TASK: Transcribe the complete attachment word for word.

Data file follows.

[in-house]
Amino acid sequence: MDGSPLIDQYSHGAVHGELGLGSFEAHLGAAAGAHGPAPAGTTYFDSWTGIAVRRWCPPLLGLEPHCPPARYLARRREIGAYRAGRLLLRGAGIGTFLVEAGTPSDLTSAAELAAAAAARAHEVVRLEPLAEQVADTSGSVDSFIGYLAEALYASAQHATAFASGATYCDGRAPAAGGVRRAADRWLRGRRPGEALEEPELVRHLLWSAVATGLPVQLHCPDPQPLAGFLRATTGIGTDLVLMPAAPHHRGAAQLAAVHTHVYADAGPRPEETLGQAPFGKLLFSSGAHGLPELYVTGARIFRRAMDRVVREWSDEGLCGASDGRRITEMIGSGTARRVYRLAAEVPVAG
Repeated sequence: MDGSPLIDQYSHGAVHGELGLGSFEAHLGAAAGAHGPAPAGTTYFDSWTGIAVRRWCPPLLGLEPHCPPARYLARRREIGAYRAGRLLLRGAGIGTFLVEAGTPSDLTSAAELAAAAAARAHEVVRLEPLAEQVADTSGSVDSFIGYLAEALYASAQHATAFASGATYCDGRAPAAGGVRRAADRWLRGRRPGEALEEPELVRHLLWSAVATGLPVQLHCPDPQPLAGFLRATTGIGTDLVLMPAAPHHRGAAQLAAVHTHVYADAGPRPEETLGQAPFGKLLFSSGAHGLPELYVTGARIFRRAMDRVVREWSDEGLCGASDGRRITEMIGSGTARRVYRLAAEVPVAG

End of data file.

[in-house]
Amino acid sequence: MDGSPLIDQYSHGAVHGELGLGSFEAHLGAAAGAHGPAPAGTTYFDSWTGIAVRRWCPPLLGLEPHCPPARYLARRREIGAYRAGRLLLRGAGIGTFLVEAGTPSDLTSAAELAAAAAARAHEVVRLEPLAEQVADTSGSVDSFIGYLAEALYASAQHATAFASGATYCDGRAPAAGGVRRAADRWLRGRRPGEALEEPELVRHLLWSAVATGLPVQLHCPDPQPLAGFLRATTGIGTDLVLMPAAPHHRGAAQLAAVHTHVYADAGPRPEETLGQAPFGKLLFSSGAHGLPELYVTGARIFRRAMDRVVREWSDEGLCGASDGRRITEMIGSGTARRVYRLAAEVPVAG
Repeated sequence: MDGSPLIDQYSHGAVHGELGLGSFEAHLGAAAGAHGPAPAGTTYFDSWTGIAVRRWCPPLLGLEPHCPPARYLARRREIGAYRAGRLLLRGAGIGTFLVEAGTPSDLTSAAELAAAAAARAHEVVRLEPLAEQVADTSGSVDSFIGYLAEALYASAQHATAFASGATYCDGRAPAAGGVRRAADRWLRGRRPGEALEEPELVRHLLWSAVATGLPVQLHCPDPQPLAGFLRATTGIGTDLVLMPAAPHHRGAAQLAAVHTHVYADAGPRPEETLGQAPFGKLLFSSGAHGLPELYVTGARIFRRAMDRVVREWSDEGLCGASDGRRITEMIGSGTARRVYRLAAEVPVAG